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Figure 4. Response time per sensory modality.

Subjects responded faster (lower median response times) and more consistently (lower mean within-subject variance) with visual than auditory task stimuli (A). Error bars depict standard error across subjects. There was a high correlation across subjects' response times between the two tasks (r = 0.883, p<.05) such that subjects with longer responses during the visual task also tended to take longer to respond with auditory targets as well (B). The shaded area emphases how this relative difference increases consistently across subjects.

https://doi.org/10.1371/journal.pone.0055215.g004

Additionally, when looking across subjects, there was a high correlation in response times between the two specific tasks (r = 0.883, p<.05). That is, subjects with longer responses during the visual task also tended to take longer to respond with auditory targets as well (Figure 4, B). Note that the relative difference increases consistently across subjects (slope of the regression line is less than 1). Specifically, subjects with the longest auditory RT show the greatest RT decrease (e.g., improvement) in the visual task condition relative to their own auditory performance (Figure 2, increasing shaded region).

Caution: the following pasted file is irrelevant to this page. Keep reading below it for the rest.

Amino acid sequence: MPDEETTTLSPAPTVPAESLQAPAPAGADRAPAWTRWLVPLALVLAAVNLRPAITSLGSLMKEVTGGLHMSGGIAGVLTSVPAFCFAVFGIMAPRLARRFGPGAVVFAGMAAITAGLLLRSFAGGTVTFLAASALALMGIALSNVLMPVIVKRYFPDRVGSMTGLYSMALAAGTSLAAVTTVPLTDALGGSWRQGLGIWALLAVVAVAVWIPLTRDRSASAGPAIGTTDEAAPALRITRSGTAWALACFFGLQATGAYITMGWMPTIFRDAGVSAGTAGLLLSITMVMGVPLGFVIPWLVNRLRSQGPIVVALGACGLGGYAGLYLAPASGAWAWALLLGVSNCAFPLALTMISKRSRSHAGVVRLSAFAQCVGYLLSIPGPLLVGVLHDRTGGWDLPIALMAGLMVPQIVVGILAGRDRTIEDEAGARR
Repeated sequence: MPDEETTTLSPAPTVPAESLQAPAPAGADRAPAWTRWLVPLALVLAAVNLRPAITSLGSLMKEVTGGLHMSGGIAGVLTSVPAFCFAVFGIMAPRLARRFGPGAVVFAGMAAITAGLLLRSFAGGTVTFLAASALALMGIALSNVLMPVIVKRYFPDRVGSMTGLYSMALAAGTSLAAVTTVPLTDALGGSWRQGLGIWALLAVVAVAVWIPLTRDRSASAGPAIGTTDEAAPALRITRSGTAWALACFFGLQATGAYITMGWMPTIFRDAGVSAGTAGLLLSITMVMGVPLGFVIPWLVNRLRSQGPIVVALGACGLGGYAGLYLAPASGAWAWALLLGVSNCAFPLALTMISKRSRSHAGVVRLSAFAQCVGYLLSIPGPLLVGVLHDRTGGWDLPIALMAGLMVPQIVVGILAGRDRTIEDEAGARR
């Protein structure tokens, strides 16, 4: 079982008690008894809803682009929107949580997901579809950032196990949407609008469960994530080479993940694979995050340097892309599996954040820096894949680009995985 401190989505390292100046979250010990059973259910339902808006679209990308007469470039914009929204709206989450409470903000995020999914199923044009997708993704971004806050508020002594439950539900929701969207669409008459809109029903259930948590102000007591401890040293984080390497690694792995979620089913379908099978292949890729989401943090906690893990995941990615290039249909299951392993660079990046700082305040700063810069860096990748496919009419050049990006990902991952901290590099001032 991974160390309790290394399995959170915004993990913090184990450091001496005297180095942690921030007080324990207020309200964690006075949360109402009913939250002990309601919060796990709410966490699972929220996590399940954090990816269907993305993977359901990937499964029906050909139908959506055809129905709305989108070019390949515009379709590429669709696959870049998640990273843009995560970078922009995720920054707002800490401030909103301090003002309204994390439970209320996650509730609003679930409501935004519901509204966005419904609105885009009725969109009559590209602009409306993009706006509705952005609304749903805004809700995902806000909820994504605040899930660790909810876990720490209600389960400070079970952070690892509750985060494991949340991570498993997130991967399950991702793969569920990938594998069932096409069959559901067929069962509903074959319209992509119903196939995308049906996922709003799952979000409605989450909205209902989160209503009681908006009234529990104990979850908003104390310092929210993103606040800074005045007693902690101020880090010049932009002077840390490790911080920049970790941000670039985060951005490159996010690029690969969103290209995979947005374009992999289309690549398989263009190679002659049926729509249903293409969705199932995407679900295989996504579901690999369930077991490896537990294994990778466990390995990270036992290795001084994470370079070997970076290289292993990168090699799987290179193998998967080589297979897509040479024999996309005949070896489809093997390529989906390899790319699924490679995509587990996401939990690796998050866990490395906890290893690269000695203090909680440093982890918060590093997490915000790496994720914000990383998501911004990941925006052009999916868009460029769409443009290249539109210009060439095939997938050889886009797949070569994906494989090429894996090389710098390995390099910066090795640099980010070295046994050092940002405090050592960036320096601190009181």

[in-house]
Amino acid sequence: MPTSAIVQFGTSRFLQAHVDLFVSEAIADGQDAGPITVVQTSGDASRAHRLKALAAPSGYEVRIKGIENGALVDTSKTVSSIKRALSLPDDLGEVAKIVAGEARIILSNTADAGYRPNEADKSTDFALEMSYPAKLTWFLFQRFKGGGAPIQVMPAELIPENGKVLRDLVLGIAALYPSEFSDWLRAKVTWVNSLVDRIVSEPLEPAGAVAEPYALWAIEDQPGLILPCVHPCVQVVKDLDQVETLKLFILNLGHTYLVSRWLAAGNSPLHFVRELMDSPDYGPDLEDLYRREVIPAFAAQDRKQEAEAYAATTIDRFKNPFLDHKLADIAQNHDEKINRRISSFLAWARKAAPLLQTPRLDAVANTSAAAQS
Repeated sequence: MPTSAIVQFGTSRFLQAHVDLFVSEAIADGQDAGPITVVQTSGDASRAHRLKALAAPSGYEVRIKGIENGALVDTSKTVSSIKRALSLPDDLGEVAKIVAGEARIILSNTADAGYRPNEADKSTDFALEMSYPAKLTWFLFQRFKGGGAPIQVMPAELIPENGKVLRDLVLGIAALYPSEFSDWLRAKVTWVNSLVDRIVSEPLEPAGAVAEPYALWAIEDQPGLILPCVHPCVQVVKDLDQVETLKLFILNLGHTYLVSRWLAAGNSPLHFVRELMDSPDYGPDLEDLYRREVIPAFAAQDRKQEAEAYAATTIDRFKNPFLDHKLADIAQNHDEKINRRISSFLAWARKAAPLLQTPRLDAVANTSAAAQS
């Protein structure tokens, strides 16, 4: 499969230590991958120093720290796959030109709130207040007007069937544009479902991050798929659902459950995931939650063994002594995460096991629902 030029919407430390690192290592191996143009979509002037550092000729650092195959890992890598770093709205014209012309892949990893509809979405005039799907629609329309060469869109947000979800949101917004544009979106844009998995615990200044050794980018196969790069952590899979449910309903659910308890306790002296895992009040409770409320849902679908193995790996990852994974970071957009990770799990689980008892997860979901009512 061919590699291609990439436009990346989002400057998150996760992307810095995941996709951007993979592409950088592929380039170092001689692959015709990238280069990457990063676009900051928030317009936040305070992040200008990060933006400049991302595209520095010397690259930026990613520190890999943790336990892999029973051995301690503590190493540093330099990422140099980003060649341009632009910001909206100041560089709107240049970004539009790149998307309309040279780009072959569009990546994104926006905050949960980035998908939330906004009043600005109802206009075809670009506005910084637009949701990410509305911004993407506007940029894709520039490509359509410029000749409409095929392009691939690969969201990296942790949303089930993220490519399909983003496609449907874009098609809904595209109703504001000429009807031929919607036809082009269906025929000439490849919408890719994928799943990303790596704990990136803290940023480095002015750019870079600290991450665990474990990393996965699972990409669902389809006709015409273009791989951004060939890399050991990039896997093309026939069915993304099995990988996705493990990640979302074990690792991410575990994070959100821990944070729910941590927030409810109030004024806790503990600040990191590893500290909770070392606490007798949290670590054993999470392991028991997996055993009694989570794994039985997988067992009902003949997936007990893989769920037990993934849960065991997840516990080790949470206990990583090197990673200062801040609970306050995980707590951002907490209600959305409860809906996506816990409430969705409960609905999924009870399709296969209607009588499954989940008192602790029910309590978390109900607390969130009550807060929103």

Prior to ABR testing, we determined the threshold test stimulus length necessary for each subject to perform the tasks just above chance using an adaptive staircase procedure. The resulting values show that, on average, temporal discrimination thresholds were significantly longer for visual than auditory stimuli (t(16) = 3.23, p<.05), consistent with previous reports [40], [41], and supporting claims that auditory acuity is superior to visual in the temporal domain [42][44]. For the group a wide range of temporal thresholds were observed, with no consistent corollary relationship between modalities across subjects (r(16) = 0.079, p>.05, Figure 5, A).

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Figure 5. Temporal thresholds and the relation to RT.

Temporal thresholds for each modality derived prior to the study (via staircase procedure) show no systematic relationship across subjects (A). Shaded areas represent whether a subject shows more temporal acuity in the visual (blue) or auditory (green) domain. There is, however, a high correlation between the amount of sensory bias (difference between visual and auditory thresholds) observed and reaction time differences across subjects (B).

https://doi.org/10.1371/journal.pone.0055215.g005